TheFoodGeek writes: Loreena, that's fantastic. I had never heard of that before. I can't say that I'm going to follow in your footsteps, but I love it even so. Posted: 9:21 pm on March 22nd

loreena writes: If I am cracking several eggs, I usually crack them against each other - hold one in each hand and bang them lightly together. The one that gets cracked is the one that gets opened. Of course if there is an uneven number of eggs, the last one has to be done some other way. I do both flat and edge cracking when necessary. I find that either work ok if I do not hit the egg too hard on either the flat or the edge. It takes a certain quick, sharp, yet light touch to prevent little pieces of shell going into the egg. Posted: 8:10 pm on March 22nd

cookslots writes: I switched to flat surface cracking on the side of the sink. I'm hooked and even though there is occasional shell in the egg, it is easy to remove and rinse down the drain. Posted: 9:14 pm on January 6th

KFaitour writes: Sorry Alton Brown, but i've also tried flat cracking with mediocre results. I'm back to edge cracking. I think the key is just to remember that it's an 'egg' and not go too Neanderthal either way. A delicate hand with the edge technique works best for me. Posted: 7:00 pm on December 27th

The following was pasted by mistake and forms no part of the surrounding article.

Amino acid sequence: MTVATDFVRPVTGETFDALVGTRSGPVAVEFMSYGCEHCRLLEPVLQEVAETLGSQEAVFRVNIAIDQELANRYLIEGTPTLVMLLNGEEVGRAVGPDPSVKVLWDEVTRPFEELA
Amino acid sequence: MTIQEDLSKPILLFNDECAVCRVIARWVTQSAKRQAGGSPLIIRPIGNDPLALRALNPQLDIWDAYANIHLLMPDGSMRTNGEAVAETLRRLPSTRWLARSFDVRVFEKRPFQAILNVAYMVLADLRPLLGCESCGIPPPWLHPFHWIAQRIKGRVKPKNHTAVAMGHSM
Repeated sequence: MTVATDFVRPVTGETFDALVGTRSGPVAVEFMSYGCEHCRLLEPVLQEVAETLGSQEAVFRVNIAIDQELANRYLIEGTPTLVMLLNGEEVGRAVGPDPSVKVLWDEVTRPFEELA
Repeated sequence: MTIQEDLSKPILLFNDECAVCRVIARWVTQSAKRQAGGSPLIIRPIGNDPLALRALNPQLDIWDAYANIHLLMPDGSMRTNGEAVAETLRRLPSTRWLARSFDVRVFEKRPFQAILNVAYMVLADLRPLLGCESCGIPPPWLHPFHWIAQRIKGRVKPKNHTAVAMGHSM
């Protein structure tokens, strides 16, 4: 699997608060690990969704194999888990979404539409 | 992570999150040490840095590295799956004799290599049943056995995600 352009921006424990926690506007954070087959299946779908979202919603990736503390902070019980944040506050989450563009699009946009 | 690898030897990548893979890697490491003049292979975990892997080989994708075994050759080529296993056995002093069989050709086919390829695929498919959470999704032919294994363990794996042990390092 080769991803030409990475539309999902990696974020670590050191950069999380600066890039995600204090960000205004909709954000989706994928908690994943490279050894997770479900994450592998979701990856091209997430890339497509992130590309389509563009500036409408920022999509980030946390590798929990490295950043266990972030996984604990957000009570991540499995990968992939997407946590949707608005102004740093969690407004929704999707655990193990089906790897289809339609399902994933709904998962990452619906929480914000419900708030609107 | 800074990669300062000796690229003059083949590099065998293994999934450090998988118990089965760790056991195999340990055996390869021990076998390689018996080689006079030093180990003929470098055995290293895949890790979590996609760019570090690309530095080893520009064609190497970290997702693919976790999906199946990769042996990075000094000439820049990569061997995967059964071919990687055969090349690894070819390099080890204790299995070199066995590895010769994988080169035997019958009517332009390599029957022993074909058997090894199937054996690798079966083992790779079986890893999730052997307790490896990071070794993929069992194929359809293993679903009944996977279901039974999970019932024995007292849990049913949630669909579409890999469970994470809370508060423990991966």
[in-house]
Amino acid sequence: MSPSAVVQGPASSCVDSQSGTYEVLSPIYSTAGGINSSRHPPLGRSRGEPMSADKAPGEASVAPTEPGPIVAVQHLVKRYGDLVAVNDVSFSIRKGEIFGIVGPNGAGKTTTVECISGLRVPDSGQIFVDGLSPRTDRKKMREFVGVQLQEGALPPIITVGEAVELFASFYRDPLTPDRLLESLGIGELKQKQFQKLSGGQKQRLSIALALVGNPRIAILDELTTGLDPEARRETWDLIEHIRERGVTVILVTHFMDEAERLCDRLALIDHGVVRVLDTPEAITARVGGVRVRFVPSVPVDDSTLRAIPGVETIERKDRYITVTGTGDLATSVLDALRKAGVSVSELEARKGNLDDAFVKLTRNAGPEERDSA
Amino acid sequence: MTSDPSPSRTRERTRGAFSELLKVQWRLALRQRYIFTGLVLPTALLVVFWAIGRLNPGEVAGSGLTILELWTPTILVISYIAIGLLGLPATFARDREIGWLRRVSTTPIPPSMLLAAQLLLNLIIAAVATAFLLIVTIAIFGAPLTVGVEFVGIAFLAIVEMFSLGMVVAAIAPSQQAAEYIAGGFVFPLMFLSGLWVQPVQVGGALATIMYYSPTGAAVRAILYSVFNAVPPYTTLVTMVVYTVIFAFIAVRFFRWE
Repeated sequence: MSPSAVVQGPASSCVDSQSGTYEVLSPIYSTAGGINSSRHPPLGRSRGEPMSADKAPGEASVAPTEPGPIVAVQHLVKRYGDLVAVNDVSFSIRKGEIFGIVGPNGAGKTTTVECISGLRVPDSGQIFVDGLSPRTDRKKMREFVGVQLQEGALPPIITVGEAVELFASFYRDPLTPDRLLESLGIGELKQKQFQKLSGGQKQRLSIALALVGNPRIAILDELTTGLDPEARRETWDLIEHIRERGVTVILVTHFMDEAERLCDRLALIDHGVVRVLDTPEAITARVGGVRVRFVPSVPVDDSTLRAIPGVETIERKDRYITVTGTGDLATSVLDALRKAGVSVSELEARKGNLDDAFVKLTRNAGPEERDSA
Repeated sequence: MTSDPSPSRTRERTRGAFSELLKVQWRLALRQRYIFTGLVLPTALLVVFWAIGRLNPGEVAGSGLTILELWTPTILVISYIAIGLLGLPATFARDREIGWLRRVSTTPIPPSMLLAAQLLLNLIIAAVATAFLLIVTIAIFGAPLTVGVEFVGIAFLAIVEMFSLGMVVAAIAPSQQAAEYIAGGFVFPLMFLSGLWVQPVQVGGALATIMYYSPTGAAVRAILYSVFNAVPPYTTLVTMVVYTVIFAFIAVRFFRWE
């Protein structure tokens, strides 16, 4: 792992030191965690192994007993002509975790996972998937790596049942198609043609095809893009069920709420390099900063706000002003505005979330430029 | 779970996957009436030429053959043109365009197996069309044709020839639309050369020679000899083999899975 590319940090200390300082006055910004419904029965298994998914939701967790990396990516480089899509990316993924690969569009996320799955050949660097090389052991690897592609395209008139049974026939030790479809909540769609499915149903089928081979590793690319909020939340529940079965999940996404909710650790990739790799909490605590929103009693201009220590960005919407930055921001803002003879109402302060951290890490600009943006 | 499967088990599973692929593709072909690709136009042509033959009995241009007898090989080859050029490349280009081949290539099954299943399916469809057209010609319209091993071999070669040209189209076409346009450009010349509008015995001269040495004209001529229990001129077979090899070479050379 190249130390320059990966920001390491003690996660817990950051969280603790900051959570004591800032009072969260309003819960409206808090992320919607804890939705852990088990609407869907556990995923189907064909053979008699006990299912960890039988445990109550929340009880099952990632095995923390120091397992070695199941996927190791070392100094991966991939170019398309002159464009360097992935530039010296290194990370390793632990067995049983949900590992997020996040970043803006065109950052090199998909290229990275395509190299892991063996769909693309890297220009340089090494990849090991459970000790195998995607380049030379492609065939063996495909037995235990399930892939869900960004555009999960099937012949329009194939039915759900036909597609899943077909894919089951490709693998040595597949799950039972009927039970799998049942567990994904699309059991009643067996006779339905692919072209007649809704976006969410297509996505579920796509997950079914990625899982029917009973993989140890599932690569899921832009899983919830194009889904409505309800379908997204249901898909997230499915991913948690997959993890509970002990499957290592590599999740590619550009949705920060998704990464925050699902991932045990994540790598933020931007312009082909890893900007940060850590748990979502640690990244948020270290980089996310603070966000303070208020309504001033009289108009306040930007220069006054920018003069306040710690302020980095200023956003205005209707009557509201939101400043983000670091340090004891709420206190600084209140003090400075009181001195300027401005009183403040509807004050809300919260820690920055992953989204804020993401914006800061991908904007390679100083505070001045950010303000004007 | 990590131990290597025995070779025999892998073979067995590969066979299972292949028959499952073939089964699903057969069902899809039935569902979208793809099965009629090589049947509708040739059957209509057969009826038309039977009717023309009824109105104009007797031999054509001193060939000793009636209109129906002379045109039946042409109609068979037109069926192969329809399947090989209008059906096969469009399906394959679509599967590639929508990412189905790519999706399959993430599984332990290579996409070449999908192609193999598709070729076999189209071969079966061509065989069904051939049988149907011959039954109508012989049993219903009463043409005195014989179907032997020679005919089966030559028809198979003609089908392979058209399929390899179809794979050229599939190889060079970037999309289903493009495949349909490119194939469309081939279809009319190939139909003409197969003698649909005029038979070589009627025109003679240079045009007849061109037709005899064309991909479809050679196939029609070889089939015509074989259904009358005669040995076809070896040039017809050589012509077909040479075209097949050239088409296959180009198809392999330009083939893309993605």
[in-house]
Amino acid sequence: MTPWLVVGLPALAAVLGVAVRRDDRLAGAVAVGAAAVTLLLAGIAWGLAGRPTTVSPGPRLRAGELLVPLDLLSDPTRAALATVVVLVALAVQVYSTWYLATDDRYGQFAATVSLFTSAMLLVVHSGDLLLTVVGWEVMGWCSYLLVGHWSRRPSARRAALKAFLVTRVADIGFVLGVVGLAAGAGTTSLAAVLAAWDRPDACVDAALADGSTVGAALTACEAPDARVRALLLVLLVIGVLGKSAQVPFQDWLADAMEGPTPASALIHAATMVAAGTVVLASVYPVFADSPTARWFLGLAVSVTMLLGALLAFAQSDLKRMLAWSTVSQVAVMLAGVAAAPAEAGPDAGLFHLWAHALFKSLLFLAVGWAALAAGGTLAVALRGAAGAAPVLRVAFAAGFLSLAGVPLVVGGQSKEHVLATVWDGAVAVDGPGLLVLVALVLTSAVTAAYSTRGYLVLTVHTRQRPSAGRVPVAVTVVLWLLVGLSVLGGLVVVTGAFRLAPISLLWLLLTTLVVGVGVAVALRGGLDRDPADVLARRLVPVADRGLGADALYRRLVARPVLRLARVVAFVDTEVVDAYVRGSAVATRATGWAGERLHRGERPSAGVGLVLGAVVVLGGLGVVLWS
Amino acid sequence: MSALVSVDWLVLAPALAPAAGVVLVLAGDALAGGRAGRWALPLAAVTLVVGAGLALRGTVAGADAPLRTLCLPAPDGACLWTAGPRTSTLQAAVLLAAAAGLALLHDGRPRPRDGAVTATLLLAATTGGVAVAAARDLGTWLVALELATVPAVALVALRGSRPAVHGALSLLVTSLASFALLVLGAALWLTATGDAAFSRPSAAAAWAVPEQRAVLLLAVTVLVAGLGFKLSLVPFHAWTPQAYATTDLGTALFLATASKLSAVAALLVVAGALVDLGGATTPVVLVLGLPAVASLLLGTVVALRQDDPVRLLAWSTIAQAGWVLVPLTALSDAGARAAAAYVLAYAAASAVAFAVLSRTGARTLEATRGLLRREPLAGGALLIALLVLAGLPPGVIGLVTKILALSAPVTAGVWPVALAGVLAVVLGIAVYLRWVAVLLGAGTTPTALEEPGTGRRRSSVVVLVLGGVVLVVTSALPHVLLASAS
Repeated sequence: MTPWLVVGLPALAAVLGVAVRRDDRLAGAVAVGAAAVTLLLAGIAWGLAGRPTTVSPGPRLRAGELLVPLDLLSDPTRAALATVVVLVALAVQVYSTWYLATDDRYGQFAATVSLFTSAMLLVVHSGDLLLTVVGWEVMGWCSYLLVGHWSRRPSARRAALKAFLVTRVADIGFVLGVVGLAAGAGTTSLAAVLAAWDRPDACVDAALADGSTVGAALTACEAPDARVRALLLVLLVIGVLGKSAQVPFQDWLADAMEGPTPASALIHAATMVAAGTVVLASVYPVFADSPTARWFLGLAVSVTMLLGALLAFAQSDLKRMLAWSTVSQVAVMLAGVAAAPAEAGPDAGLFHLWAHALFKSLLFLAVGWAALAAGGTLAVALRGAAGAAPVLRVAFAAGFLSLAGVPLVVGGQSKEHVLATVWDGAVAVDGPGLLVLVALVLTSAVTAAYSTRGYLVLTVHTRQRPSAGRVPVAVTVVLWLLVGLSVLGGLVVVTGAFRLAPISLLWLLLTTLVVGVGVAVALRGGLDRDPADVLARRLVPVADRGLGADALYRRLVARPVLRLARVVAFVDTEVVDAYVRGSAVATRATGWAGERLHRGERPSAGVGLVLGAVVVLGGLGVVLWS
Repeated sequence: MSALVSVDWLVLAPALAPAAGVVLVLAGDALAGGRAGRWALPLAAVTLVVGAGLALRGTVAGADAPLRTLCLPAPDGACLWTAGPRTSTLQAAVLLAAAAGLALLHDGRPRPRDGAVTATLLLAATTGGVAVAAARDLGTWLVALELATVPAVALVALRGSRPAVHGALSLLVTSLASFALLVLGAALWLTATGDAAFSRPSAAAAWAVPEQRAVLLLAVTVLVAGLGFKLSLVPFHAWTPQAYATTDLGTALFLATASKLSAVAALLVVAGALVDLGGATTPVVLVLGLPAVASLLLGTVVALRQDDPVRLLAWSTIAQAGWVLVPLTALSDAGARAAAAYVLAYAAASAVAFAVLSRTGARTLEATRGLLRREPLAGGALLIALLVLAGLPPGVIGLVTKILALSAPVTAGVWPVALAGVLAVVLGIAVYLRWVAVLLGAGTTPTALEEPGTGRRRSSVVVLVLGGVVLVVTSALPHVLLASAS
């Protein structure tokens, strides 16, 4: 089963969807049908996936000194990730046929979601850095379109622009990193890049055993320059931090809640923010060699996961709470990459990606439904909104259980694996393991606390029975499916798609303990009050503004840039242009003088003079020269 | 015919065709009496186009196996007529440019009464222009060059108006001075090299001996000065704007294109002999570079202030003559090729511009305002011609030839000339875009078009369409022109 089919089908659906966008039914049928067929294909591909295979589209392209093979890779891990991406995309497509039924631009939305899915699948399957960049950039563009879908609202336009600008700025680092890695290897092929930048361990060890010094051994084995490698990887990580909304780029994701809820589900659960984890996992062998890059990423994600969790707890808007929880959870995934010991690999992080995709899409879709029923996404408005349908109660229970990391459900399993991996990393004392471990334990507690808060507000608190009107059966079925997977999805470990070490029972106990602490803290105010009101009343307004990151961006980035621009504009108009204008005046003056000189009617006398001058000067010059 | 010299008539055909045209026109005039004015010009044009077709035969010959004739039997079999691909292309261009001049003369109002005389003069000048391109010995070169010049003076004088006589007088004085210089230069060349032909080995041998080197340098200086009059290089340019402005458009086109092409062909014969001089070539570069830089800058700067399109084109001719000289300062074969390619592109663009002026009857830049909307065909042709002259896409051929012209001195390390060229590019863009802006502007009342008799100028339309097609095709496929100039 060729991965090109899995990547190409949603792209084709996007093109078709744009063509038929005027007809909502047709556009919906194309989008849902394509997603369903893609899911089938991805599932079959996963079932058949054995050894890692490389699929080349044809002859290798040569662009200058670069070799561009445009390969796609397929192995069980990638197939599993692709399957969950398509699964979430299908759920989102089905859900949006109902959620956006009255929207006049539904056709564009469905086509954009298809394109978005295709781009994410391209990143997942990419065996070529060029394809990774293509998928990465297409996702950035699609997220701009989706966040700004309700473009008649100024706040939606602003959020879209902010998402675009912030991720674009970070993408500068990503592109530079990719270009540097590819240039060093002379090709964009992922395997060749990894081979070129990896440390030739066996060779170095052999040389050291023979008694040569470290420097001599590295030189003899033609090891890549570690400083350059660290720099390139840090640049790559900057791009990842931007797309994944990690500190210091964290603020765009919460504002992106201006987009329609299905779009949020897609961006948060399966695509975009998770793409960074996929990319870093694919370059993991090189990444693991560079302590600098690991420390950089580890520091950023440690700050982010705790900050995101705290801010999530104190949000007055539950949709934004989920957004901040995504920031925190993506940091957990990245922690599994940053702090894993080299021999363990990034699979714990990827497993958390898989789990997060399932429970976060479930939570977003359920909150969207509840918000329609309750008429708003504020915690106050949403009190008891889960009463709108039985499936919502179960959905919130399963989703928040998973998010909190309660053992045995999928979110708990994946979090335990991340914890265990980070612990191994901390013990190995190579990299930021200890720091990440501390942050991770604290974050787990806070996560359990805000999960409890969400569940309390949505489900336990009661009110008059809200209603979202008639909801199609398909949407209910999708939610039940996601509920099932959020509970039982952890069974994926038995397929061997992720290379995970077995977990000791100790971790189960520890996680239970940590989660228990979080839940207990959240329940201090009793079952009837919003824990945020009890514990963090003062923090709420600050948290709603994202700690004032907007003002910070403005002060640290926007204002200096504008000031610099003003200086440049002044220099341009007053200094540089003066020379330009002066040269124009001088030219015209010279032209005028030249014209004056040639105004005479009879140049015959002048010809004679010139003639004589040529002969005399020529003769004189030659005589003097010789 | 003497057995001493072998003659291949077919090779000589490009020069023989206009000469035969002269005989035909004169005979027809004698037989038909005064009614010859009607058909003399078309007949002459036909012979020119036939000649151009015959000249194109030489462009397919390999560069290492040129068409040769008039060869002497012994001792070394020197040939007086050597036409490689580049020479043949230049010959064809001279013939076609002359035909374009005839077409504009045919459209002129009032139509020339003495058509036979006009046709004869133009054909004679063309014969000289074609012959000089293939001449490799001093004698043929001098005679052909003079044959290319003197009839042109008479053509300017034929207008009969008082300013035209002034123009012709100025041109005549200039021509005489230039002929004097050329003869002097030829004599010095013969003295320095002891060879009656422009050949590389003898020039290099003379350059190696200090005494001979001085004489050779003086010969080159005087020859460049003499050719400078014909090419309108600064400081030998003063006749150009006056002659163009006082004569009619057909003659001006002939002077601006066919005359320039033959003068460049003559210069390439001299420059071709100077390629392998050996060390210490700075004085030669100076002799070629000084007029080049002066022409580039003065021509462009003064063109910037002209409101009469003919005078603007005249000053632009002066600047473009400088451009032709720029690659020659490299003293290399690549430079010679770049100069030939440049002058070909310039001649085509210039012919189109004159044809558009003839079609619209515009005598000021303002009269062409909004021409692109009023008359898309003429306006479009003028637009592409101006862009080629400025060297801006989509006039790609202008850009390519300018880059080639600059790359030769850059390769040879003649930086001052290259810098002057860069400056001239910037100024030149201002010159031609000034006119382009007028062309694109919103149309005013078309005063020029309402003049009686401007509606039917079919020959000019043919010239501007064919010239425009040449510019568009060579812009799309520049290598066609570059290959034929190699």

Pielove writes: I agree with you, Lisa, and hkmouse-- thank you for debunking this piece of dubious kitchen wisdom. Posted: 2:46 pm on December 21st

BasementBaker writes: One swift crack on the edge is all it takes. Posted: 4:52 pm on December 18th

t_mauery writes: In high school, I learned how to crack eggs one-handed, without getting any shells mixed in. Now that I have observant kids that are prone to experiment, I have returned to the more conventional one egg-two hands approach. In doing so, several sources convinced me that flat cracking was the best method, and I've found that I've had to fish shells out more in the past few months than I have over the last decade.

It's back to edge cracking for me. Posted: 4:25 pm on December 18th

LpAngelRob writes: I've had better results with consistently cracking eggs on the counter than the bowl - a few times the shell would fall in cracking on the edge of the bowl, but more often it was just plain messier.

That said, each egg is different. Sometimes cracking an egg on a flat surface resulted in one nice crack around 3/4 of the egg. Sometimes it resulted in a 2-inch-wide divot.

-Rob Posted: 3:57 pm on December 18th

LisaWaddle writes: Thanks for addressing this, Brian. I've gone through the same experimentation as you. I'm back to edge cracking, after years of trying to stick with flat cracking. Edge cracking is just more dramatic, which equals fun in my book! (Love the pun!) Posted: 1:25 pm on December 18th

hkmouse writes: I tried flat cracking. After picking many shell bits out of the mixing bowl, I thought I was just doing it wrong and went back to edge cracking. Glad to know it's not just me! Posted: 10:48 am on December 18th